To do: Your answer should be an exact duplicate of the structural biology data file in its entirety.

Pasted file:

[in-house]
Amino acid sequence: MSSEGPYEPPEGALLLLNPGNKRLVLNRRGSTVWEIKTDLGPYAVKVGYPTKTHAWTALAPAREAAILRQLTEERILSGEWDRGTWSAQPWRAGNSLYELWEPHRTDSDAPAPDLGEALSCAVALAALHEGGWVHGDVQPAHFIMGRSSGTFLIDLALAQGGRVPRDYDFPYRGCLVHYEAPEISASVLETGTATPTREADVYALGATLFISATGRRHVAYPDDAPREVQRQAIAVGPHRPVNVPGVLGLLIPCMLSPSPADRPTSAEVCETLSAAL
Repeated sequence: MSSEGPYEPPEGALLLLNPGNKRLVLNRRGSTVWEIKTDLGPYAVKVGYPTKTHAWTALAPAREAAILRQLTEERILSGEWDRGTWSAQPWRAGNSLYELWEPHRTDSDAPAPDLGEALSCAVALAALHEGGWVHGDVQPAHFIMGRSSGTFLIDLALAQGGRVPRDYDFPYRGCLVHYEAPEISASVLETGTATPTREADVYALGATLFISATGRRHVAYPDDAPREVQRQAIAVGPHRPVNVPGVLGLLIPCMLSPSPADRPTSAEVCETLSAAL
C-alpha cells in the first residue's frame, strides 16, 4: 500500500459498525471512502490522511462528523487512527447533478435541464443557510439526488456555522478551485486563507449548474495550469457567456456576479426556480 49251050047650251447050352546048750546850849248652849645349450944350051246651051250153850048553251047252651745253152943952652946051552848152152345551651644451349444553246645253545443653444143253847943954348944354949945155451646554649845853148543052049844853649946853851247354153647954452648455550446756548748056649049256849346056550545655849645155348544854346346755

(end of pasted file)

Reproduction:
[in-house]
Amino acid sequence: MSSEGPYEPPEGALLLLNPGNKRLVLNRRGSTVWEIKTDLGPYAVKVGYPTKTHAWTALAPAREAAILRQLTEERILSGEWDRGTWSAQPWRAGNSLYELWEPHRTDSDAPAPDLGEALSCAVALAALHEGGWVHGDVQPAHFIMGRSSGTFLIDLALAQGGRVPRDYDFPYRGCLVHYEAPEISASVLETGTATPTREADVYALGATLFISATGRRHVAYPDDAPREVQRQAIAVGPHRPVNVPGVLGLLIPCMLSPSPADRPTSAEVCETLSAAL
Repeated sequence: MSSEGPYEPPEGALLLLNPGNKRLVLNRRGSTVWEIKTDLGPYAVKVGYPTKTHAWTALAPAREAAILRQLTEERILSGEWDRGTWSAQPWRAGNSLYELWEPHRTDSDAPAPDLGEALSCAVALAALHEGGWVHGDVQPAHFIMGRSSGTFLIDLALAQGGRVPRDYDFPYRGCLVHYEAPEISASVLETGTATPTREADVYALGATLFISATGRRHVAYPDDAPREVQRQAIAVGPHRPVNVPGVLGLLIPCMLSPSPADRPTSAEVCETLSAAL
C-alpha cells in the first residue's frame, strides 16, 4: 500500500459498525471512502490522511462528523487512527447533478435541464443557510439526488456555522478551485486563507449548474495550469457567456456576479426556480 49251050047650251447050352546048750546850849248652849645349450944350051246651051250153850048553251047252651745253152943952652946051552848152152345551651644451349444553246645253545443653444143253847943954348944354949945155451646554649845853148543052049844853649946853851247354153647954452648455550446756548748056649049256849346056550545655849645155348544854346346755